Trauma center

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Editor-In-Chief: C. Michael Gibson, M.S., M.D. [1]


A trauma center is a hospital equipped to perform as a casualty receiving station for the emergency medical services by providing the best possible medical care for traumatic injuries 24 hours a day, 365 days per year. Trauma centers were established as the medical establishment realized that such injuries often require immediate and complex surgery to save the patient.

In order to qualify as a trauma center, a hospital must have a number of facilities, including a high-quality intensive-care ward and an operating room staffed around the clock. A trauma service is led by a team of trauma surgeons, including such specialists as neurosurgeons and orthopedic surgeons. A trauma center will often have a helipad for receiving patients by MEDEVAC.

The operation of a trauma center is extremely expensive. Some areas are under-served by trauma centers because of this expense (for example, Harborview Medical Center in Seattle, Washington serves the states of Washington, Idaho, Montana, and Alaska). In Florida, Orlando Regional Medical Center, built to serve five counties, serves more than twenty. Still, in many cases, persons injured in remote areas and brought to a trauma center by helicopter can receive faster and better care than a person injured in a city and taken to a normal hospital by ground ambulance.

In the United States, trauma centers are ranked, from limited-care facilities up to comprehensive service in Level I centers. Some centers specialize in adult or pediatric care.


The concept of a trauma center was developed at the University of Maryland, Baltimore in the 1960s and 1970s by heart surgeon and shock researcher R Adams Cowley, who founded what became the Shock Trauma Center in Baltimore, Maryland in 1961 [2][3]. Cook County Hospital in Chicago, Illinois claims to be the first trauma center (opened in 1966) in the United States.[4] Dr. David R Boyd interned at Cook County Hospital from 1963-1964 before being drafted into the United States Army. Upon his release from the Army, Dr. Boyd became the first shock-trauma fellow at the Shock Trauma Center from 1967-1968. Dr. Boyd returned to Cook County Hospital, where he went on to serve as resident director of the Cook County Trauma Unit.[5]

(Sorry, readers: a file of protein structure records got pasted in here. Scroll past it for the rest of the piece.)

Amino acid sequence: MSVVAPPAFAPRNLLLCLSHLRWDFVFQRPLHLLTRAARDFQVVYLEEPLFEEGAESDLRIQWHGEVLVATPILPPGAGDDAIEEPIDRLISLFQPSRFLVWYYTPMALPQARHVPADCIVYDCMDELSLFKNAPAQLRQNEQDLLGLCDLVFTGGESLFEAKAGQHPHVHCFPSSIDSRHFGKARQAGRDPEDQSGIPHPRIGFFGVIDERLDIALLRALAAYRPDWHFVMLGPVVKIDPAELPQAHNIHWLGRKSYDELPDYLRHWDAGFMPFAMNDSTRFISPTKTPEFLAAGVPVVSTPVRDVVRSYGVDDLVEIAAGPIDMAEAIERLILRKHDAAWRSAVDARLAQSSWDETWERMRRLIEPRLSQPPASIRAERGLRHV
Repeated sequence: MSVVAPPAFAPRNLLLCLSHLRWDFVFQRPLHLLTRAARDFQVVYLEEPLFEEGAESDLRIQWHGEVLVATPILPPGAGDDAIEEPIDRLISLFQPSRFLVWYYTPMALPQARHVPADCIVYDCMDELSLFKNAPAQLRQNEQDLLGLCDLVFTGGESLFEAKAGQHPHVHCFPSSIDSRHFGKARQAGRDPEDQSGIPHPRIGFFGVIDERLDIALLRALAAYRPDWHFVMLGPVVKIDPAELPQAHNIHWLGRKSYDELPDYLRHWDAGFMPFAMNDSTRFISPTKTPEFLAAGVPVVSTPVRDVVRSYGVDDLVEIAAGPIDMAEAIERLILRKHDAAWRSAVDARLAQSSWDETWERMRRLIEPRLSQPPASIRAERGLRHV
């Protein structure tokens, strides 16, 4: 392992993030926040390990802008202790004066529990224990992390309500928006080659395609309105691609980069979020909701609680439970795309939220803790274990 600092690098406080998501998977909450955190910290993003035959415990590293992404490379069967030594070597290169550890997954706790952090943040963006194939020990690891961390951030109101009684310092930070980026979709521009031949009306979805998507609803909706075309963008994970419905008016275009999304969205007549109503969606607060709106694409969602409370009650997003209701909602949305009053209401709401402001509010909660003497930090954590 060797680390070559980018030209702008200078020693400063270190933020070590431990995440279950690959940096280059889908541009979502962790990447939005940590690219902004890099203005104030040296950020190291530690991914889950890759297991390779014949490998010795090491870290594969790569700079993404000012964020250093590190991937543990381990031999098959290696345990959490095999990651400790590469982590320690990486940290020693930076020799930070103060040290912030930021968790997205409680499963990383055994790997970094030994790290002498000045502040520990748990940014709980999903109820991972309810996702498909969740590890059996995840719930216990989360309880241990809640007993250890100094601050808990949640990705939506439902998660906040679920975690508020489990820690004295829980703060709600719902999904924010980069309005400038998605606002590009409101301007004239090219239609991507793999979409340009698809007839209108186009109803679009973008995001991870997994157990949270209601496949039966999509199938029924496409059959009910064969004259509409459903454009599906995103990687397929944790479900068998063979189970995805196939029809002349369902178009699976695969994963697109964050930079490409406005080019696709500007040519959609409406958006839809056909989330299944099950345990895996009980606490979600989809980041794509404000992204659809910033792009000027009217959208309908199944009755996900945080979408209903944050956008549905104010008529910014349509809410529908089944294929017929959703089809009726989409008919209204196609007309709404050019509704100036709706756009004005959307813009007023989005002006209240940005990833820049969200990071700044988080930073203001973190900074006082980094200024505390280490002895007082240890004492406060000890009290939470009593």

The four levels refer to the kinds of resources available in a trauma center and the number of patients admitted yearly. These are categories that define national standards for trauma care in hospitals. Developed and recommended by the American College of Surgeons.

Level Description
I A Level I trauma center has a full range of specialists and equipment available 24 hours a day and admits a minimum required annual volume of severely injured patients. Additionally, a Level I center has a program of research, is a leader in trauma education and injury prevention, and is a referral resource for communities in nearby regions.
II A Level II trauma center works in collaboration with a Level I center. It provides comprehensive trauma care and supplements the clinical expertise of a Level I institution. It provides 24-hour availability of all essential specialties, personnel, and equipment. Minimum volume requirements may depend on local conditions. These institutions are not required to have an ongoing program of research or a surgical residency program.
III A Level III trauma center does not have the full availability of specialists, but does have resources for emergency resuscitation, surgery, and intensive care of most trauma patients. A Level III center has transfer agreements with Level I or Level II trauma centers that provide back-up resources for the care of exceptionally severe injuries.
IV A Level IV trauma center provides stabilization and treatment of severely injured patients in remote areas where no alternative care is available.

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